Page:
During the 16th century in particular, very large parts of most Ottoman armies were made up of Akinci light cavalry, as covered in other RedBox sets, but these were motivated by plunder and so not easy to control. Instead, Bosnian and Semendire provincial governors raised their own light cavalry units during the 15th century, to help protect the border, and these were known as Deli (various English spellings are used). They were irregulars rather than a core part of the Ottoman Army, and many served as personal retinue for governors, most famously by the Bosnian governor Gazi Husrev-beg, who employed 10,000 of them during the 16th century. Originally they were volunteers raised in the Balkans and were converts to Islam, but their better discipline and loyalty made them an elite of light horsemen, and when the Akinci were virtually wiped out in 1595 the Deli remained, forming an important part of any Ottoman Army operating in Europe.
Their duties were the usual ones for light cavalry anywhere, but their fame came in large measure from their extraordinary appearance. Their name means brave, dare-devil or literally crazy, and they enhanced this fearsome image with the most fantastical dress, designed to put fear in the hearts of all who saw them. Elaborate headdresses might be decorated with eagle feathers or plumes, and they are recorded as wearing cloaks of animal skins, mainly leopard and bear, but also lion! All the figures in this set have unique and very elaborate caps with the kind of ostentatious decoration we would expect of such men, and all have full animal pelts as cloaks too (what animal we cannot say, but the dot effect on them would suggest leopard). As light cavalry they wear no armour, but normal clothes underneath the cloak, and in life must have given the dazzling Polish Hussars a run for their money in the fashion stakes.
Their weapons were also described as being particularly fearsome, but those here are more conventional, though no less appropriate. Four carry straight swords, one an axe and one a lance, all of which are perfectly suitable, although the lance could also have been given some decoration. Note that the swords are straight rather than the scimitar because these were originally of Eastern-European origin, and this was also the reason for the interesting shape of the shield. Five of the six poses here have the angular shield usually associated with Hungarian and Croatian horsemen, and following on from a reported Deli tradition, all have a large eagle feather nailed to them. Clearly these were dark days if you were a leopard or an eagle, but what a sight these men must have been! The sixth man carries a more traditional round shield with nothing nailed to it, which is also perfectly reasonable.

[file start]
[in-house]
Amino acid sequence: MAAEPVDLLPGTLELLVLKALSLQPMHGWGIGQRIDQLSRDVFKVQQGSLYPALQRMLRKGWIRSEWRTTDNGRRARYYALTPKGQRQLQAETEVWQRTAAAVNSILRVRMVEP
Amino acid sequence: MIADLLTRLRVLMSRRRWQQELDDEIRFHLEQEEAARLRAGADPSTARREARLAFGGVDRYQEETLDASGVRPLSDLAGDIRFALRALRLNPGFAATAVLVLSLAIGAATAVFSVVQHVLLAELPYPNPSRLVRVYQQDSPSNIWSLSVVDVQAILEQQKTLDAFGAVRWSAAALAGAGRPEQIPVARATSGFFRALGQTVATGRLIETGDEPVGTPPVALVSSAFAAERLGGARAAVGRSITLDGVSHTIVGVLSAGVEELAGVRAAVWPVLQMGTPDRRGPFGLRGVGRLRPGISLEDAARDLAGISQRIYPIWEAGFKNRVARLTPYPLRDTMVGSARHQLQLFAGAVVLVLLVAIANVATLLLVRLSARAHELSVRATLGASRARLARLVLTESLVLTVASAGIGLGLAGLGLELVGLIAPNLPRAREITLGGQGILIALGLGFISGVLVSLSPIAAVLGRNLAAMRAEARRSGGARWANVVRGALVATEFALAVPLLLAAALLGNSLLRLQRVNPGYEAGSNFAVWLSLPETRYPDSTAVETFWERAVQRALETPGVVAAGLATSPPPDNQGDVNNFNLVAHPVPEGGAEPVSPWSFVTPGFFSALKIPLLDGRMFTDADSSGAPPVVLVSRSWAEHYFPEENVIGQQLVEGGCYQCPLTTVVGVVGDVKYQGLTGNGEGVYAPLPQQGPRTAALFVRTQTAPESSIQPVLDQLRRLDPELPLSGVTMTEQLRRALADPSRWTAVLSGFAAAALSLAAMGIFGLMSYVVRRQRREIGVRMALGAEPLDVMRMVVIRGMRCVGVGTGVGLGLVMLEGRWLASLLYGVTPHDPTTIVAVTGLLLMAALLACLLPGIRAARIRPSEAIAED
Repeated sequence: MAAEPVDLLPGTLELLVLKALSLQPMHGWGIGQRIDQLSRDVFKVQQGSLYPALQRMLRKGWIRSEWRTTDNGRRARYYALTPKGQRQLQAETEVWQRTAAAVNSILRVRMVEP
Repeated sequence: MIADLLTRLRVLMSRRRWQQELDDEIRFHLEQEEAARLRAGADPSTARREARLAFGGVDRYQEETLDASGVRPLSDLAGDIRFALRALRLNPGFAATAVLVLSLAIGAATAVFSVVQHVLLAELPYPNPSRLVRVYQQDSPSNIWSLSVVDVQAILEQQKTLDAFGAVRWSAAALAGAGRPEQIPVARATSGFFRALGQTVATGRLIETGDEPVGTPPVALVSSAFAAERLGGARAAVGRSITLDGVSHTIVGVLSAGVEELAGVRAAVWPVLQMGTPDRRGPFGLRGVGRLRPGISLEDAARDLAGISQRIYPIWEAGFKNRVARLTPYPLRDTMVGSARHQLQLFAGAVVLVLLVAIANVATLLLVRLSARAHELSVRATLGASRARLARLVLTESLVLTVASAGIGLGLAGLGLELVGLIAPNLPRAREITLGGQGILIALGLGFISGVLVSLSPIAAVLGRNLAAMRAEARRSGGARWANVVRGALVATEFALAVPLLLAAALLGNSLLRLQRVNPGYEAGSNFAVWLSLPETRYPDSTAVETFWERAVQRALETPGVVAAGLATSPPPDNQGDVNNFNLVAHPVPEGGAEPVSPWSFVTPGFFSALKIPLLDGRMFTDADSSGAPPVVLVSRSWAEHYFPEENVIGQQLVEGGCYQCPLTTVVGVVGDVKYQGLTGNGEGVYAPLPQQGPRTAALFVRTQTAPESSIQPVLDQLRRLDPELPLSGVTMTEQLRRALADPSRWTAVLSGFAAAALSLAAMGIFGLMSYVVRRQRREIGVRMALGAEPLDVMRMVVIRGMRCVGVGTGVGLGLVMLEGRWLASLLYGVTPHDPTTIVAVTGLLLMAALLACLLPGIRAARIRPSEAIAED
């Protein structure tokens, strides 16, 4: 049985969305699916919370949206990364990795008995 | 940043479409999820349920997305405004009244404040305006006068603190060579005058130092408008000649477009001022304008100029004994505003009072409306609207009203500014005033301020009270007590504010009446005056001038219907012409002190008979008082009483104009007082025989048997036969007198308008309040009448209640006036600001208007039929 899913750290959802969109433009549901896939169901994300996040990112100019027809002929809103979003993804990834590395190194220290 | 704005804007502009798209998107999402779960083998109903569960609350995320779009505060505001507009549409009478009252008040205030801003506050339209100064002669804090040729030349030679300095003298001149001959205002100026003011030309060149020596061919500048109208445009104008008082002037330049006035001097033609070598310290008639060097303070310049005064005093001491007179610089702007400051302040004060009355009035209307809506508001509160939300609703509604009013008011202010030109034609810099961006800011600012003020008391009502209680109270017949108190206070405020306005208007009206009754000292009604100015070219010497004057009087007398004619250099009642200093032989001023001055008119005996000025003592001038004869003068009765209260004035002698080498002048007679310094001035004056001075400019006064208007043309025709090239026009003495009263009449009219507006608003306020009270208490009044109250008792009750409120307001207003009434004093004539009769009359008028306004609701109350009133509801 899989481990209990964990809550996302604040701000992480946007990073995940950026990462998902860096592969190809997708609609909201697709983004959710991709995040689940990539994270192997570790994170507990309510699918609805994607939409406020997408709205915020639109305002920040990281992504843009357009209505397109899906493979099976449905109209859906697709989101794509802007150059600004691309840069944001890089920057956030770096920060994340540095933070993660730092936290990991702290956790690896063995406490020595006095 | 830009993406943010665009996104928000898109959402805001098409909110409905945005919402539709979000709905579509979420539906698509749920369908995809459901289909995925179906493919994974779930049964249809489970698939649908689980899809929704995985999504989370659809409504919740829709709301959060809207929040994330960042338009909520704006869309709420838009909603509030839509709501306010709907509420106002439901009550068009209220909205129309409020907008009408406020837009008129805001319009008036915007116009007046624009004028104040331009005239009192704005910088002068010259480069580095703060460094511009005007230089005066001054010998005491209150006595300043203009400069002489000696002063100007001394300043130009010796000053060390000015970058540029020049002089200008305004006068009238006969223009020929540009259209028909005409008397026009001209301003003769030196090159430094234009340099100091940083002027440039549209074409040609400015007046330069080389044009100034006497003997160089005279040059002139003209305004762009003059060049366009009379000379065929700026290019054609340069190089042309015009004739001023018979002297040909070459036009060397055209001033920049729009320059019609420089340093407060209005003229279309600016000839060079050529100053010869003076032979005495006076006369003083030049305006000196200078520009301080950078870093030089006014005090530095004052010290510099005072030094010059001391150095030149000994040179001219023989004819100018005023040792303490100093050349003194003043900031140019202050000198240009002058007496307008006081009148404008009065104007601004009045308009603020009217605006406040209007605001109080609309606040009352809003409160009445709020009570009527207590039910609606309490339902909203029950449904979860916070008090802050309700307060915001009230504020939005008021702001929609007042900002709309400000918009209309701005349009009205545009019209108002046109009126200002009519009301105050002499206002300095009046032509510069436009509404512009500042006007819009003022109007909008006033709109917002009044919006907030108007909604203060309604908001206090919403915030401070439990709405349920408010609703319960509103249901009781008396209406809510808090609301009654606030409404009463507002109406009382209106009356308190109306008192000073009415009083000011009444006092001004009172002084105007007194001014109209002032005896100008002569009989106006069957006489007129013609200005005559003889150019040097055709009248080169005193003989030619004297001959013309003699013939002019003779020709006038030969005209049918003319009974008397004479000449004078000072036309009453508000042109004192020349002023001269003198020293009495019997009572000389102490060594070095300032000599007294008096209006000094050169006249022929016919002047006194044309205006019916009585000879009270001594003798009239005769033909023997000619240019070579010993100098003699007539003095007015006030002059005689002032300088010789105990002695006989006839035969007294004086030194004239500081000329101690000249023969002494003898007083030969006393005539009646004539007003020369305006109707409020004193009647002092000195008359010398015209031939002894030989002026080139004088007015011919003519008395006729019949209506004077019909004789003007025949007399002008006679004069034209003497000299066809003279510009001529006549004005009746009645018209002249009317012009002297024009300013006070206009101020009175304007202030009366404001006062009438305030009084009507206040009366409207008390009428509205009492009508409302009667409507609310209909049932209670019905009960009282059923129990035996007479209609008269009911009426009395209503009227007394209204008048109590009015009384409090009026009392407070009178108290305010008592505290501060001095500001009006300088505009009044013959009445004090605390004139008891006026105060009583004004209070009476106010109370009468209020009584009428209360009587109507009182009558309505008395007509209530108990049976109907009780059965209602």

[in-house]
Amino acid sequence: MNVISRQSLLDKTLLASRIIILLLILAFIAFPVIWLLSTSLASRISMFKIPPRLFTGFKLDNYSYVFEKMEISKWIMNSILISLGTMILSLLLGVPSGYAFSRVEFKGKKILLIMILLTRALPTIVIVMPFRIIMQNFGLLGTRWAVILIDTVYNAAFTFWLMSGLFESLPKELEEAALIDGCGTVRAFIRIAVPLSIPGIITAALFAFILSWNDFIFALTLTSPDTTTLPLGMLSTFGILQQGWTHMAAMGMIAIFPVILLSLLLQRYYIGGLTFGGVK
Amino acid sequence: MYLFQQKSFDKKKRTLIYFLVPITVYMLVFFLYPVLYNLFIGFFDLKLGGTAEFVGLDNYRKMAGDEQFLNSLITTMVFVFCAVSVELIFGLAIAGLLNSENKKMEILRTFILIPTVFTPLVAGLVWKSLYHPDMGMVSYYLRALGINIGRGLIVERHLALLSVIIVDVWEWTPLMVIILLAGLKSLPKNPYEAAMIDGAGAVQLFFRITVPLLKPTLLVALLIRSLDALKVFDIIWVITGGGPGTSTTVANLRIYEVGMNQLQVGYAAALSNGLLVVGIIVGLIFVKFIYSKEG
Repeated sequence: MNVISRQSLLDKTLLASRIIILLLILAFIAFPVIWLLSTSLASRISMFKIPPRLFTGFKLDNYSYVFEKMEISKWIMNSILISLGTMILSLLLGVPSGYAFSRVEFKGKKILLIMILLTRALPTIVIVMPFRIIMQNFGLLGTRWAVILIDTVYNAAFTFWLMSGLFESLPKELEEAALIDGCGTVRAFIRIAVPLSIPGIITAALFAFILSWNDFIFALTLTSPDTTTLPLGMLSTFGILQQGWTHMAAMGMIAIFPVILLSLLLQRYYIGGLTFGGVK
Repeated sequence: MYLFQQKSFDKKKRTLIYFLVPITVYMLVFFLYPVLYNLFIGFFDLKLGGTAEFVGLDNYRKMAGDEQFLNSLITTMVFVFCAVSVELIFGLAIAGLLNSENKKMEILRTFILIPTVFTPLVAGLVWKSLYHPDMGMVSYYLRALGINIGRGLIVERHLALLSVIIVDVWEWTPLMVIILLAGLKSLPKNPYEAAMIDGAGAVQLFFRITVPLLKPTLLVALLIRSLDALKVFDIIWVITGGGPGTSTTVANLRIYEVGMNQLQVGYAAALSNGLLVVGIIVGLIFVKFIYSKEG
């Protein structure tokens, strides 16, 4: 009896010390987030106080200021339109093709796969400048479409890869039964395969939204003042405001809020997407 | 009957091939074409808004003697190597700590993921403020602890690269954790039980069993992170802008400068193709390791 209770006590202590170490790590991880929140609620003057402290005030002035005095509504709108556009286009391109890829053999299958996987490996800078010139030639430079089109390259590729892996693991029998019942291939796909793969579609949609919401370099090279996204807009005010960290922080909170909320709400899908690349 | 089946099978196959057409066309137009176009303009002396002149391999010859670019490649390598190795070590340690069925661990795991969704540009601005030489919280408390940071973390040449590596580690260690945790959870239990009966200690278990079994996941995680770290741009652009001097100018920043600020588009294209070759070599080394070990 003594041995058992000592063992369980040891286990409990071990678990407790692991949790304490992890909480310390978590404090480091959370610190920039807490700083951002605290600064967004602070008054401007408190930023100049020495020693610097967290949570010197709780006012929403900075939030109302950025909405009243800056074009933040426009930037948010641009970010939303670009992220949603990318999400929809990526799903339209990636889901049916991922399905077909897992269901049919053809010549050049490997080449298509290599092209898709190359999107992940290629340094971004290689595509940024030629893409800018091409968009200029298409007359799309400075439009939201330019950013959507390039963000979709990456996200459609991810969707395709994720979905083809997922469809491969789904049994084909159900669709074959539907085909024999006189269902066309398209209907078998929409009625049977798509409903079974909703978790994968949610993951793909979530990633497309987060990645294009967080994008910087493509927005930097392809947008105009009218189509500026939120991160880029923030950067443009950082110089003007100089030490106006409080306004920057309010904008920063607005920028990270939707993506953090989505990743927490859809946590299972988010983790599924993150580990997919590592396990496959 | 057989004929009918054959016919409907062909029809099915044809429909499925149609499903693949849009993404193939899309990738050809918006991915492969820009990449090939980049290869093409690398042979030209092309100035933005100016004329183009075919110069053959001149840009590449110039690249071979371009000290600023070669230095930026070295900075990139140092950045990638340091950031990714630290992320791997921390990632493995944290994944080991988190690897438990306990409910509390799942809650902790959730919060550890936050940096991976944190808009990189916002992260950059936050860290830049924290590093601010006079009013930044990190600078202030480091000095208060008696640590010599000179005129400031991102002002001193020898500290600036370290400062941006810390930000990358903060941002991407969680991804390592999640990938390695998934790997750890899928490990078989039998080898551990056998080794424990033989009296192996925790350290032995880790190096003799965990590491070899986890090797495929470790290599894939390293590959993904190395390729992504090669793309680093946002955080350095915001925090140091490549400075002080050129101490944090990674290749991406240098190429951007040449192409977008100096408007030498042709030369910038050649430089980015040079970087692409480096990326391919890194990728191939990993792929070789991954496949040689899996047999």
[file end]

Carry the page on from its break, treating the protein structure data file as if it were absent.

Naturally the display did not stop with the man, and their mounts too were often highly decorated. Each of the four animals here has a plume at the throat, but the overwhelming feature is the full animal pelt being used as a saddle cloth by all. The texture on these suggests bear and leopard again, which is good. The rearing pose is the only one not at full gallop, so as so often if you are looking for horses walking or standing then you will not find them here. The emphasis is on the dramatic charge, and it is likely to be tricky finding horses with similar decoration from other sources if you want something less energetic. One feature not found here is the long sword slung from the saddle by the left foot, but it is unclear how common this fearsome weapon was. Nevertheless the horses are accurately done, as are their riders.
The two poses with ring hands are very good, and the rest are okay but a bit flat, as so many cavalry poses tend to be. However we have seen far worse, and most people are likely to find them more than adequate, although we did worry about the first figure in the second row, apparently resting his sword on the neck of his horse. The main anatomical problem is, inevitably, with the position of the shields. Again a common problem, but most are not shielding themselves with it, and the two holding theirs upside down seem a bit odd too.
The sculpting is generally very good, with nice crisp detail on these highly intricate subjects. The feathers and animal skins are particularly nicely done, and the men fit their horses pretty well too. The lance is nice and long (45mm = 3.24 metres) yet slender, and fits the ring hand tightly but securely. The separate sword has not been thought through, however, because it has the perfectly correct curved pommel at the end of the hilt, which of course means it cannot be forced into the ring hand. You have to trim it back or split the hand, which is not a big issue, but a silly error by the designer. Despite that, these are attractive figures and horses, and we found almost no flash, so a largely neat job.
With so many sets of Ottoman troops now available in the hobby, a set of these extravagant horsemen is a great addition. Their spectacular appearance may offer a challenge to some painters, and there are some aspects we liked less well (like the absence of sedate horses), but overall we thought this was an excellent set that is something of a refreshing change from all those sets of perfectly uniformed soldiers we normally find ourselves reviewing.